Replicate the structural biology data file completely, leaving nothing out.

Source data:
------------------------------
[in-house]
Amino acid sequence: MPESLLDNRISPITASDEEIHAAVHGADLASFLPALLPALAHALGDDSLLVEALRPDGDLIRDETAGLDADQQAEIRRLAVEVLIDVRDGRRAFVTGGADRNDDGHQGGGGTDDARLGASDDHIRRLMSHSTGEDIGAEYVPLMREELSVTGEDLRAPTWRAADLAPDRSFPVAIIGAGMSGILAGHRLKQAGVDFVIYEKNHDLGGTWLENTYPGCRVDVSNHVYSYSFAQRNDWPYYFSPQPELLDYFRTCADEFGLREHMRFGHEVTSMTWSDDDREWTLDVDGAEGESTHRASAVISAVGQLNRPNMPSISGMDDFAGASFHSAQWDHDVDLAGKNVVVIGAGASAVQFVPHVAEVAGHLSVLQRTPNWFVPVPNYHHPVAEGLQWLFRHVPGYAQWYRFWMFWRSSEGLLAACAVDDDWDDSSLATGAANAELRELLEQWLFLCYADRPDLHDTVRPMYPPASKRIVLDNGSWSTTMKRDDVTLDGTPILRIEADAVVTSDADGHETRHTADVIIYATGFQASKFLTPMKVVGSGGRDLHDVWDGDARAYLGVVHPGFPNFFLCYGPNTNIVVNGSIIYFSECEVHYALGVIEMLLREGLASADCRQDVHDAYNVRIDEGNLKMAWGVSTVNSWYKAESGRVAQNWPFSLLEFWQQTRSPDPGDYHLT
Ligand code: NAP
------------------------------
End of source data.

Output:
[in-house]
Amino acid sequence: MPESLLDNRISPITASDEEIHAAVHGADLASFLPALLPALAHALGDDSLLVEALRPDGDLIRDETAGLDADQQAEIRRLAVEVLIDVRDGRRAFVTGGADRNDDGHQGGGGTDDARLGASDDHIRRLMSHSTGEDIGAEYVPLMREELSVTGEDLRAPTWRAADLAPDRSFPVAIIGAGMSGILAGHRLKQAGVDFVIYEKNHDLGGTWLENTYPGCRVDVSNHVYSYSFAQRNDWPYYFSPQPELLDYFRTCADEFGLREHMRFGHEVTSMTWSDDDREWTLDVDGAEGESTHRASAVISAVGQLNRPNMPSISGMDDFAGASFHSAQWDHDVDLAGKNVVVIGAGASAVQFVPHVAEVAGHLSVLQRTPNWFVPVPNYHHPVAEGLQWLFRHVPGYAQWYRFWMFWRSSEGLLAACAVDDDWDDSSLATGAANAELRELLEQWLFLCYADRPDLHDTVRPMYPPASKRIVLDNGSWSTTMKRDDVTLDGTPILRIEADAVVTSDADGHETRHTADVIIYATGFQASKFLTPMKVVGSGGRDLHDVWDGDARAYLGVVHPGFPNFFLCYGPNTNIVVNGSIIYFSECEVHYALGVIEMLLREGLASADCRQDVHDAYNVRIDEGNLKMAWGVSTVNSWYKAESGRVAQNWPFSLLEFWQQTRSPDPGDYHLT
Ligand code: NAP